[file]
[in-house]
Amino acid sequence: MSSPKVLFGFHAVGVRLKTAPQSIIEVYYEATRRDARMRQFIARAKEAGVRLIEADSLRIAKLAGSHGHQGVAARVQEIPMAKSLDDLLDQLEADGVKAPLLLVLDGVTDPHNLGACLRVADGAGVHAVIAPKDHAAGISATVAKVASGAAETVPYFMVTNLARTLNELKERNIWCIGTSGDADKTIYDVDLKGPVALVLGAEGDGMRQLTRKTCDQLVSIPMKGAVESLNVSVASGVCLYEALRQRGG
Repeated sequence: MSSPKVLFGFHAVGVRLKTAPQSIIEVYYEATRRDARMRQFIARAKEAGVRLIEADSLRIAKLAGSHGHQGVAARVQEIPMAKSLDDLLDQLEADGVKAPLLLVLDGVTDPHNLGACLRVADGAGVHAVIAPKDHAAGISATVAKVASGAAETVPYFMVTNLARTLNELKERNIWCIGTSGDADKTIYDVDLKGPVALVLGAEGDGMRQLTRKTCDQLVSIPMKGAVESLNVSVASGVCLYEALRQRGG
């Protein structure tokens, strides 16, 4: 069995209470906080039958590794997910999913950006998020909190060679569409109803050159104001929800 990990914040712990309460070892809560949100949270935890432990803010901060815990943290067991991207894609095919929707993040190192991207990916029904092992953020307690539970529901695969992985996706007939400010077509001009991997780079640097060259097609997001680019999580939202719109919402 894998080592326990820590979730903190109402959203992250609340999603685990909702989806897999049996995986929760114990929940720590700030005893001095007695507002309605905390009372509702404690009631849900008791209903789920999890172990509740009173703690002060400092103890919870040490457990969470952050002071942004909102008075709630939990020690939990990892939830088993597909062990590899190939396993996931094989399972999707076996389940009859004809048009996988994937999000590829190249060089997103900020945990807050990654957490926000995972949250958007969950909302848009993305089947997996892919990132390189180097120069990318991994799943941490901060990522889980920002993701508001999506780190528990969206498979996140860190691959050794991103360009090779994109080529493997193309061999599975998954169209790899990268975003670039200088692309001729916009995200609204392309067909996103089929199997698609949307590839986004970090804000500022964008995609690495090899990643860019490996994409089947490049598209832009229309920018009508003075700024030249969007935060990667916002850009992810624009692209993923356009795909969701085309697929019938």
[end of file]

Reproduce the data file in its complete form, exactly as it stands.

[in-house]
Amino acid sequence: MSSPKVLFGFHAVGVRLKTAPQSIIEVYYEATRRDARMRQFIARAKEAGVRLIEADSLRIAKLAGSHGHQGVAARVQEIPMAKSLDDLLDQLEADGVKAPLLLVLDGVTDPHNLGACLRVADGAGVHAVIAPKDHAAGISATVAKVASGAAETVPYFMVTNLARTLNELKERNIWCIGTSGDADKTIYDVDLKGPVALVLGAEGDGMRQLTRKTCDQLVSIPMKGAVESLNVSVASGVCLYEALRQRGG
Repeated sequence: MSSPKVLFGFHAVGVRLKTAPQSIIEVYYEATRRDARMRQFIARAKEAGVRLIEADSLRIAKLAGSHGHQGVAARVQEIPMAKSLDDLLDQLEADGVKAPLLLVLDGVTDPHNLGACLRVADGAGVHAVIAPKDHAAGISATVAKVASGAAETVPYFMVTNLARTLNELKERNIWCIGTSGDADKTIYDVDLKGPVALVLGAEGDGMRQLTRKTCDQLVSIPMKGAVESLNVSVASGVCLYEALRQRGG
């Protein structure tokens, strides 16, 4: 069995209470906080039958590794997910999913950006998020909190060679569409109803050159104001929800 990990914040712990309460070892809560949100949270935890432990803010901060815990943290067991991207894609095919929707993040190192991207990916029904092992953020307690539970529901695969992985996706007939400010077509001009991997780079640097060259097609997001680019999580939202719109919402 894998080592326990820590979730903190109402959203992250609340999603685990909702989806897999049996995986929760114990929940720590700030005893001095007695507002309605905390009372509702404690009631849900008791209903789920999890172990509740009173703690002060400092103890919870040490457990969470952050002071942004909102008075709630939990020690939990990892939830088993597909062990590899190939396993996931094989399972999707076996389940009859004809048009996988994937999000590829190249060089997103900020945990807050990654957490926000995972949250958007969950909302848009993305089947997996892919990132390189180097120069990318991994799943941490901060990522889980920002993701508001999506780190528990969206498979996140860190691959050794991103360009090779994109080529493997193309061999599975998954169209790899990268975003670039200088692309001729916009995200609204392309067909996103089929199997698609949307590839986004970090804000500022964008995609690495090899990643860019490996994409089947490049598209832009229309920018009508003075700024030249969007935060990667916002850009992810624009692209993923356009795909969701085309697929019938």